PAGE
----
5. Our neighbours talk of them in hushed tones. Our friends look puzzled, and then after a few moments get that thousand yard stare. It’s easy to bore people when you mention the humble newt. But people on buildhub.org.uk searching for what to do about them in planning terms won’t be bored. So here is a summary of our experience in the hope that I can save you some time, money and worry. Quick Read: The great crested newt (GCN) is a protected species. It is unlawful to handle them (unless you are qualified) and illegal to -knowingly- injure or kill them. If you live near (250m) a pond, an initial survey must be done to see if they are present (as well as other species). If that initial survey finds evidence of them, a full survey must be done. That survey forms the basis of an application for a license to exclude GCNs from the construction area. The exclusion exercise must be properly run, and can take up to 80 days, during which time no other building work can be done inside the site boundaries. Imagine the rictus grin on our faces when we realised the consequences of our dear dear children’s favourite summer holiday pastime. Fetching buckets full of GCNs from the surrounding ponds and pools and putting them in ‘our’ ponds. We are, even as we speak, trying to reclaim the pocket money we gave them. Ah, such innocent times they were when it ‘were-all-green-fieulds-rouwnd-heer’ earlier last century. GCNs add at least a year to any building project; one bit of building-lore that we were told that seems to be proving to be true. We started planning our Outline Planning Permission application in January last year. GCNs are active when the outside air temperature is (roughly) +7C. And go to bed when it’s less than 7. So that makes their active time from about late April to early October. Right now (January) they are tucked up in bed in a foundation block near you, snoring gently. They are nocturnal beasts: so they are sneaky little things: you might spend all your life never knowing that a GCN is rat-like, never more that 10 meters from where you are. I overstate a little – mostly it matters not a tinkers cuss. But when you want to build, there’s no avoiding the issue. The full pre-planning application survey which must be done by qualified ecologists is, in essence, an educated guess at the population size. That survey (which will focus on other species too) forms the core of the application toNatural England (link last checked January 2015). I thought the survey we paid for was a definitive document. It isn’t. It’s an educated guess. The confidence levels in predicting population size on the basis of the ecologists’ survey is close to zero. Mustn’t grumble eh? We were given full planning permission to build in October 2015 and we've only just been give the EPS Licence (May 2016). A work schedule was agreed in October 2015, but not followed. I have expressed my disappointment in the appropriate places. There's a lesson then. Project management is important - the devil is in the detail. Costs? I’ll do a separate article about that. About £1500 spent getting us this far, and a guess of another £1500 at least for the next phase.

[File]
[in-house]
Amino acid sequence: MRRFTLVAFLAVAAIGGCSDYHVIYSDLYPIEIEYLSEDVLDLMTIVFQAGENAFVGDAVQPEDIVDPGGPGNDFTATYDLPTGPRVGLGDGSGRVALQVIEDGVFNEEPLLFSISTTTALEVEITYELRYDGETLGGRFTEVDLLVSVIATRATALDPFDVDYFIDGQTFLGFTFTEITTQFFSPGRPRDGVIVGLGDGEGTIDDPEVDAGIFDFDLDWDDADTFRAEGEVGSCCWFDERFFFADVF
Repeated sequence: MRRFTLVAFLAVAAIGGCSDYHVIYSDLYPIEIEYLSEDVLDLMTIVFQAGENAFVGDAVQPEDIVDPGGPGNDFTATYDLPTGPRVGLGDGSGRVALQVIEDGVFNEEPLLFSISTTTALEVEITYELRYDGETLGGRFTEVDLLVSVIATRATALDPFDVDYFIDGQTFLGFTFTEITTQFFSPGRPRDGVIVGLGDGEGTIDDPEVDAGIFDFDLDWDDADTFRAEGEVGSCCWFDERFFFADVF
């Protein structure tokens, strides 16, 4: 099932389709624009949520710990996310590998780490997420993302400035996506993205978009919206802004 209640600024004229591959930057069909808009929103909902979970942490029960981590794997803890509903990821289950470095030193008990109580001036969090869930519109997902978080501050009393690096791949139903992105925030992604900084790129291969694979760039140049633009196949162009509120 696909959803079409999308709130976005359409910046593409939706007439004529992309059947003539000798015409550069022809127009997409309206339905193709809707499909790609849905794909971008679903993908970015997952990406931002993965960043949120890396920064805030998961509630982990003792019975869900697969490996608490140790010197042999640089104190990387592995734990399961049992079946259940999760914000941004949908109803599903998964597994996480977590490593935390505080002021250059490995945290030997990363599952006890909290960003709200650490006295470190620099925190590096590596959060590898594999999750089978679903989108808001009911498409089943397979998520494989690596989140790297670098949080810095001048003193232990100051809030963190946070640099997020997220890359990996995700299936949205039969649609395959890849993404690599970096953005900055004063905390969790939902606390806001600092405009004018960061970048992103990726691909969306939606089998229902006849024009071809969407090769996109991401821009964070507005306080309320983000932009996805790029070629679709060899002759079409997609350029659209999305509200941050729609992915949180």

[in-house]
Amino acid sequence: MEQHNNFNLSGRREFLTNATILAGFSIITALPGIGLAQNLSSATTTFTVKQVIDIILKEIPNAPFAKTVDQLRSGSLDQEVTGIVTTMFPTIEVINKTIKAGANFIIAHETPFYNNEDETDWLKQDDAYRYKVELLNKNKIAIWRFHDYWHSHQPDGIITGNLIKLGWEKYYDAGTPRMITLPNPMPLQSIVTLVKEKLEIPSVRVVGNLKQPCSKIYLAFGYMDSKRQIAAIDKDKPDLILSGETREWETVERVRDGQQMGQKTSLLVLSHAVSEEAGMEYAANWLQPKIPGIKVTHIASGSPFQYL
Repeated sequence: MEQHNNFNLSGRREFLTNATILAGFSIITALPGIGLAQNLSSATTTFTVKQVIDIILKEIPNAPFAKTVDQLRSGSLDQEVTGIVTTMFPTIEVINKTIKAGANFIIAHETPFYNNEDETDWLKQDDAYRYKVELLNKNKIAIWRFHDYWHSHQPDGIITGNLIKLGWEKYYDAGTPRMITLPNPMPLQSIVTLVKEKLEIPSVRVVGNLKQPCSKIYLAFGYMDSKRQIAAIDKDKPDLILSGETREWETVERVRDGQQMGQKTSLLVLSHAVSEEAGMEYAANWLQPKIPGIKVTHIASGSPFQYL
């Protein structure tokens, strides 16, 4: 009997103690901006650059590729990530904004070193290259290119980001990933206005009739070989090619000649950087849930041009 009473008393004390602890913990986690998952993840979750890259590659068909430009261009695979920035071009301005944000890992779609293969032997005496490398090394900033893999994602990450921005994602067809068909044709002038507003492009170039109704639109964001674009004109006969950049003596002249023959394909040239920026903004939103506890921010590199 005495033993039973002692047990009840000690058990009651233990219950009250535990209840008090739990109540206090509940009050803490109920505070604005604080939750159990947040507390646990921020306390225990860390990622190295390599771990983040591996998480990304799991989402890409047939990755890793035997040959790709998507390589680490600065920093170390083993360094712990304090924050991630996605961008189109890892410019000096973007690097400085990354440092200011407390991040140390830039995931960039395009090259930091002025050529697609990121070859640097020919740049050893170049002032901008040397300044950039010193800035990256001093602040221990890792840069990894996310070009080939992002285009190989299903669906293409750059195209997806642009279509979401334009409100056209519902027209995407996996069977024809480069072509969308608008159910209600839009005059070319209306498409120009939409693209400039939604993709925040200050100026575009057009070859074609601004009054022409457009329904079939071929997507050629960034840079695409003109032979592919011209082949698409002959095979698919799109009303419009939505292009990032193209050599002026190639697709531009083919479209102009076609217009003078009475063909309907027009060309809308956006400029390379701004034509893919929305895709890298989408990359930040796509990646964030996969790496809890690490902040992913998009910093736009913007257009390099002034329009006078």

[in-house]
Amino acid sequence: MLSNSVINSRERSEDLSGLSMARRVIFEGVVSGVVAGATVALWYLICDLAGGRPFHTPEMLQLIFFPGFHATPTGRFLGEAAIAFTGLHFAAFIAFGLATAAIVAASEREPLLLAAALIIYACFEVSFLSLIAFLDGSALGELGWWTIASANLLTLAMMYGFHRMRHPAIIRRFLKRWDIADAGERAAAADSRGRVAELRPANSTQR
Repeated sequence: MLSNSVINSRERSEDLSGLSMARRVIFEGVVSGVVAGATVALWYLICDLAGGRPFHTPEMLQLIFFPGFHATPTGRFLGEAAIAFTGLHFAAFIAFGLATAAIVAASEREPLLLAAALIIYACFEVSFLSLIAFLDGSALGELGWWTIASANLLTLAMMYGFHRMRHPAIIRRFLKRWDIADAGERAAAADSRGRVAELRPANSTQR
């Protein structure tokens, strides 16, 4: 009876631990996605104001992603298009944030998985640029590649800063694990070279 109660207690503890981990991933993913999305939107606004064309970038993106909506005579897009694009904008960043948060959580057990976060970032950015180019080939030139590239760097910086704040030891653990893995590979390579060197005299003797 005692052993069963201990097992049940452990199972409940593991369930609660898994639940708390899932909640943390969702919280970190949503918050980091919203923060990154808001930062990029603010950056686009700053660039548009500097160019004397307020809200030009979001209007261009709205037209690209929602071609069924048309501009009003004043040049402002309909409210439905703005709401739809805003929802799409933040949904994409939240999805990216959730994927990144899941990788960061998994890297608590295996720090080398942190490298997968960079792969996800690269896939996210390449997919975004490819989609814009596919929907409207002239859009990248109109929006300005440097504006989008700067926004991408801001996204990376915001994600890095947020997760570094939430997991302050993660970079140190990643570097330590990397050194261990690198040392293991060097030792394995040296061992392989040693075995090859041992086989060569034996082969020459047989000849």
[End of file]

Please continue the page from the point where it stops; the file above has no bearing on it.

6. Great Crested Newts. Bless them, and bless the planners one and all. Here we all are a year -closer to two- years later than planned and winter's on its way. The question is simple: buy the expensive stuff now and store, or wait until Spring? Key things to source: Durisol building blocks (a form of ICF) Windows German (yeah, yeah, right) plumbing bits and bobs Here's the RICS on the subject for September Storage is a bit of an issue, and with windows it is an issue - maybe I'll be able to buy now for delivery next year..... I feel an OUCH! coming on. I'm really scratching my head over this one. I'd appreciate a non-political focus on this one please.